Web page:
Travelers wanting a beach vacation can still have this at the start of the season. Sydney might have the odd cooler day, but conditions will generally be pleasing and sea temperatures warm. If you want to venture to northern areas in early autumn (including north WA and Northern Queensland), know that deadly box jellyfish will still be present in the sea until about May. Conditions are also great for city sightseeing. Don't overlook the underappreciated bush capital, Canberra, which has some of the best galleries and museums in the country, like the National Gallery of Australia and the War Memorial Museum.
Autumn is also a good time to embark on certain road trips. The Great Ocean Road south of Melbourne is a scenic option at any time of year. If you'd like to cross the outback, conditions in the desert this season are still pretty hot in the daytime, but if you have an air-conditioned vehicle and take emergency supplies, this is a better time for a road trip than the summer. Alternatively, you could fly to Alice Springs and then join an overland tour to Uluru, such as this excellent outback adventure.
Events in autumn
Sydney Gay and Lesbian Mardi Gras, Sydney. The Sydney Mardi Gras starts in February but often extends into March. It's a huge, colorful celebration of queer pride.
Moomba Festival, Melbourne. This festival offers family-friendly events and entertainment along the Yarra River and is held in early March.
ANZAC Day, nationwide. ANZAC Day on April 25 is a significant holiday in Australia (and New Zealand) that commemorates those killed in war. Travelers interested in history, especially military history, might want to be in Canberra on ANZAC Day when a dawn service is held at the Australian War Memorial.
Sydney Royal Easter Show, Sydney. This fun, family-friendly event runs for two weeks around Easter. It's been running for almost 200 years (the first show was in 1823) and is Australia's largest annual event. Although it started as an agriculture show, you can expect fairground rides, music, dance, and other entertainment.
Barossa Valley Vintage Wine Festival, Barossa Valley. This wine festival is held every two years, just outside Adelaide. Food and wine enthusiasts won't want to miss this event in one of Australia's premier wine-producing regions.
Winter in Australia (June to August)
Winter is a season of contrasts in Australia. On the one hand, you have a typical "winter" in southern areas, with colder temperatures and even snow in the mountains. On the other, in the north, conditions are best for a tropical beach vacation or for exploring the rich national parks of the NT in warm weather that's not wet or stiflingly humid. Northern Australia shines in winter/the dry season.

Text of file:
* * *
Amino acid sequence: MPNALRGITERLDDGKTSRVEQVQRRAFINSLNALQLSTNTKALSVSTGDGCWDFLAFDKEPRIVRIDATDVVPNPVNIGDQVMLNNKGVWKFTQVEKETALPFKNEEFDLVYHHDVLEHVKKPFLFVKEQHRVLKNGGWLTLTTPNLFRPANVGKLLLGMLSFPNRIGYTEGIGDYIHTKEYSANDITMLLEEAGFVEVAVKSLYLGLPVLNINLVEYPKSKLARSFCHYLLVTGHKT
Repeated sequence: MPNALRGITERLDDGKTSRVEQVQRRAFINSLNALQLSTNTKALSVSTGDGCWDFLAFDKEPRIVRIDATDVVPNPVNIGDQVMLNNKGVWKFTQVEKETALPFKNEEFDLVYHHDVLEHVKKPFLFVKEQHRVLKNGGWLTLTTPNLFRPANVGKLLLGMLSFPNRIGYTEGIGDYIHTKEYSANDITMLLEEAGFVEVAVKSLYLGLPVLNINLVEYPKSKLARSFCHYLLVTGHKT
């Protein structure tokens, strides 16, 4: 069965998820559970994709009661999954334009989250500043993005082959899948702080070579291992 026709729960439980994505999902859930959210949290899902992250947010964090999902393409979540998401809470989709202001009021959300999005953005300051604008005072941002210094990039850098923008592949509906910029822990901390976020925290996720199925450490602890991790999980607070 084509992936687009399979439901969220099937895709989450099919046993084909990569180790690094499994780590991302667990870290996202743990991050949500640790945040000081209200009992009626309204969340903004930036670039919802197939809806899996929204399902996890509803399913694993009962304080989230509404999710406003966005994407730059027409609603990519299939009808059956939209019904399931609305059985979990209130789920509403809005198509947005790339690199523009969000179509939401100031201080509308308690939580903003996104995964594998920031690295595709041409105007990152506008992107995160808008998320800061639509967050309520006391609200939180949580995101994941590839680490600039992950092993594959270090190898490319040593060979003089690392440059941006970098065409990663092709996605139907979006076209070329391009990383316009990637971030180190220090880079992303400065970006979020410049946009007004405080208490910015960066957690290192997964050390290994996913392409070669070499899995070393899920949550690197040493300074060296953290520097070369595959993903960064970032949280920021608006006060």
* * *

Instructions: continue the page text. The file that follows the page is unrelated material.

"Stinger season" in tropical Australia generally ends in May. You'll no longer find the deadly box jellyfish in the sea by June, yet check local conditions before taking the plunge. To lounge on a beach, head to northern WA (such as Broome) or Northern Queensland (the Great Barrier Reef, Whitsunday Islands, and Port Douglas are perfect). Resorts in these places are likely to be busy with domestic tourists, especially around school holidays. (In contrast, the NT beaches are generally a no-go because of the presence of crocodiles.) Experience the best of the tropical north on this week-long tour that includes Port Douglas and Cairns.
For a different winter experience, skiing is possible in some mountainous parts of Tasmania, NSW, Victoria, and the Australian Capital Territory (ACT). Although Australia's mountains aren't as high as many others around the world—Australia's highest mountain, Mount Kosciuszko, is just 7,310 feet (2,228 m)—the nearby ski fields provide enough snow for skiing from mid June.
Events in winter
Peak Festival, Snowy Mountains NSW. This festival at the Perisher Ski Field in New South Wales kicks off the ski season in early-mid June. Australian musicians entertain, and ski pass/festival ticket combos are available.
Vivid Sydney, Sydney. This festival of lights brightens up the wintry city. Highlights include colorful light projections on the Sydney Opera House and other landmarks. It's usually held from late May into June.
Melbourne International Jazz Festival, Melbourne. Music lovers should go out of their way to attend this music festival. Local and international musicians perform at venues around the city from late May to early June.
Coonawarra Wine Festival, Coonawarra SA. Wine enthusiasts may want to head to South Australia, where the Coonawarra wine region (south-east of Adelaide and just north of Mount Gambier) holds a month-long wine festival.
City2Surf Run, Sydney. Keen runners could also check out Sydney's City2Surf run, held on the second Sunday in August. You can enter the 8.5-mile (14-km) race competitively or just for fun.